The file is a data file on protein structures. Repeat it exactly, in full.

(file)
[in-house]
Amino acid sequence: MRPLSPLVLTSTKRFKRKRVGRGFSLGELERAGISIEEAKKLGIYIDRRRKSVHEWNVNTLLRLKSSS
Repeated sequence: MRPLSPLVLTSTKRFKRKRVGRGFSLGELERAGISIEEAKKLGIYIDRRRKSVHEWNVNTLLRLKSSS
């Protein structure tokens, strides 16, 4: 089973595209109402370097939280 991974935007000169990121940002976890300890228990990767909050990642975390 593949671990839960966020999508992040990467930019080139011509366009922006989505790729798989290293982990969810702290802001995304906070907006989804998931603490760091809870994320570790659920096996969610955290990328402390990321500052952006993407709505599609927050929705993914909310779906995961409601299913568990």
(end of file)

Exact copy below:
[in-house]
Amino acid sequence: MRPLSPLVLTSTKRFKRKRVGRGFSLGELERAGISIEEAKKLGIYIDRRRKSVHEWNVNTLLRLKSSS
Repeated sequence: MRPLSPLVLTSTKRFKRKRVGRGFSLGELERAGISIEEAKKLGIYIDRRRKSVHEWNVNTLLRLKSSS
């Protein structure tokens, strides 16, 4: 089973595209109402370097939280 991974935007000169990121940002976890300890228990990767909050990642975390 593949671990839960966020999508992040990467930019080139011509366009922006989505790729798989290293982990969810702290802001995304906070907006989804998931603490760091809870994320570790659920096996969610955290990328402390990321500052952006993407709505599609927050929705993914909310779906995961409601299913568990």